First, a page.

Finland does not export enough

We are all being told that Finland’s economic performance is good with a 3% increase in GDP but when you look at the figures you should understand that our economic performance is not at all so strong as the politicians are telling us.

There are 3 big problems facing Finland and they have to do with exports and the labor market.

Finland’s export performance is considerably below those of our most important competitors, Germany and Sweden, who manage to export today between 46% and 48% of GDP while Finland only achieves 39%. The difference is big in relative and absolute terms. 

Furthermore, too many Finnish small- and medium-sized companies  (SME’s) are too small – 93% of all SME’s having 10 or fewer employees, while the whole SME sector accounts for less than 15% of the total volume of exports. Both figures are well below Germany and Sweden. According to Business Finland In Finland, micro companies (less than 10 employees) account only for 3% of exports. In Sweden, micro companies’ share of exports is 12%, in Estonia 19% and in the UK 14 per cent. Similarly, SMEs’ (less than 50 employees) share of exports in Finland’s is around 11%, in comparison to 21 per cent in Sweden, 36% in Estonia and 22% in the UK.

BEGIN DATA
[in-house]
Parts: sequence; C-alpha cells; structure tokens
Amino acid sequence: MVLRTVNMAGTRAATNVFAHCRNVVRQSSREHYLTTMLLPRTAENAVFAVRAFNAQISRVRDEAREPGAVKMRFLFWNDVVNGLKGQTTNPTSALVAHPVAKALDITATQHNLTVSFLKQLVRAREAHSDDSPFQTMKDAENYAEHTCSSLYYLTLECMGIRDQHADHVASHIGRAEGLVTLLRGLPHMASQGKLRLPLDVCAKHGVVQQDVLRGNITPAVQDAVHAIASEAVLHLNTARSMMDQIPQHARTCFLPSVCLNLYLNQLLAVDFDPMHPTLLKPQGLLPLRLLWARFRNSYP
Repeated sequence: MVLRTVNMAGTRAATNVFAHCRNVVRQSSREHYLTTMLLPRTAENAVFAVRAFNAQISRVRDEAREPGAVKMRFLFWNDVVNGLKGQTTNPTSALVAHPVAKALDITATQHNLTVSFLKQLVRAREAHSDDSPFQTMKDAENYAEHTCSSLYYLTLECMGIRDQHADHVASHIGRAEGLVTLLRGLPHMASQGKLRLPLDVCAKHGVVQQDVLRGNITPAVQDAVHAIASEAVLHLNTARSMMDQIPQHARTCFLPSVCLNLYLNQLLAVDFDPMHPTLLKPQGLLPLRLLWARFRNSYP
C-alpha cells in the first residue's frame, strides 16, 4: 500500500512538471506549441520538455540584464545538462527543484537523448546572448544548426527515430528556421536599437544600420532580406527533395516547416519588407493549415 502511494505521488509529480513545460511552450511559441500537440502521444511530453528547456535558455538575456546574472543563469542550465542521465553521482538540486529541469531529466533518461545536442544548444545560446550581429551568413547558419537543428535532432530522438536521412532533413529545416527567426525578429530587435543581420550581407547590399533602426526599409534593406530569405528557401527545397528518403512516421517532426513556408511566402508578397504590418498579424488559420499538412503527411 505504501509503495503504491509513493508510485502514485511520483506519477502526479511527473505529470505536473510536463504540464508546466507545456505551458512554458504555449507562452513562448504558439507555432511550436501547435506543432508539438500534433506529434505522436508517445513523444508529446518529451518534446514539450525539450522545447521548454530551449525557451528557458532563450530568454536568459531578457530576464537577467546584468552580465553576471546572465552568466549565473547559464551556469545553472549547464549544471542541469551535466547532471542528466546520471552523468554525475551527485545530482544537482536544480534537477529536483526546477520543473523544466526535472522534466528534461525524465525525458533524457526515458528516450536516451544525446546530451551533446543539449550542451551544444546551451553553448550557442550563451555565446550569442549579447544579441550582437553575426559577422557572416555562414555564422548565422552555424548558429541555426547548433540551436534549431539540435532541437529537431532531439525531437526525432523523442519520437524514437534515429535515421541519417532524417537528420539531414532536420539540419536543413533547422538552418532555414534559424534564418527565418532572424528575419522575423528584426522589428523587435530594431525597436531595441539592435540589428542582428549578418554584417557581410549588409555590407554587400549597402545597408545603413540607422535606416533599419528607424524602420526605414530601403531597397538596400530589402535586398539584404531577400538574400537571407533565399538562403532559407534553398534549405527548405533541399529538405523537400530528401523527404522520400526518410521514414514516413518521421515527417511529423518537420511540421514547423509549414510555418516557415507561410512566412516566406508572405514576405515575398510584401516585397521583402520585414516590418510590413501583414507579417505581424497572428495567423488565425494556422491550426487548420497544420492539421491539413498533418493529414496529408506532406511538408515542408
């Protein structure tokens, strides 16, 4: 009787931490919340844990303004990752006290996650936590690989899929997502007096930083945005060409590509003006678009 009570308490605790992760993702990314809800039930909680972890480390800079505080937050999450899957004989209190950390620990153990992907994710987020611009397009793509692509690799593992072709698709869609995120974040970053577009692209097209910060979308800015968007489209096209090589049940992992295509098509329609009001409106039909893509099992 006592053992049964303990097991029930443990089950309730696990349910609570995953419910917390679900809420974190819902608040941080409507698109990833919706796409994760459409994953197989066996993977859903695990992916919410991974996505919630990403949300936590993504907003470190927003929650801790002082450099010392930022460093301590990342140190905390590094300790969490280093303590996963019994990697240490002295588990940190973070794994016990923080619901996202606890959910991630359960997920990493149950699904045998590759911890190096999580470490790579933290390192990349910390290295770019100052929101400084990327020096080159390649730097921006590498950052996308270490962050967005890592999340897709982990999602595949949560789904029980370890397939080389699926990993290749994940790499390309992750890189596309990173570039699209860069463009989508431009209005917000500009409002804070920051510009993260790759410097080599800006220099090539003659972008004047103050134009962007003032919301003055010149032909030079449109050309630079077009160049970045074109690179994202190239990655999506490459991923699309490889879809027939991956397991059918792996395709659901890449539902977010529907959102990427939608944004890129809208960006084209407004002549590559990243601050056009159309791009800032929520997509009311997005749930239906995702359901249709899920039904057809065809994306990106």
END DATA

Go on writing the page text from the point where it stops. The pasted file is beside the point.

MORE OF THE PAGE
If we could achieve the same higher levels of exports as Germany and Sweden then we would see strong economic growth. So what is holding us back? The answer appears to be that the SME’s are too small and too risk adverse to export. They do not have the resources or the willingness to jump into the markets. Much more needs to be done by the public sector to guide and support more small companies to grow. 

As far as big companies are concerned, there can be no doubt that they have the resources and willingness to grow but our rather closed and isolated domestic markets have managed to cultivate a engineer’s mindset that is risk adverse and conforms. Many business leaders have poor language skills and have little idea of selling. Your correspondent has many years experience comparing Swedish business leaders against their Finnish counterparts – the difference is huge…

In then labor market we have a poor 71% employment rate. The labor market has relatively fewer women in both management and in boards compared to our Swedish friends. They have a 85% employment rate…

Nothing more needs to be explained…

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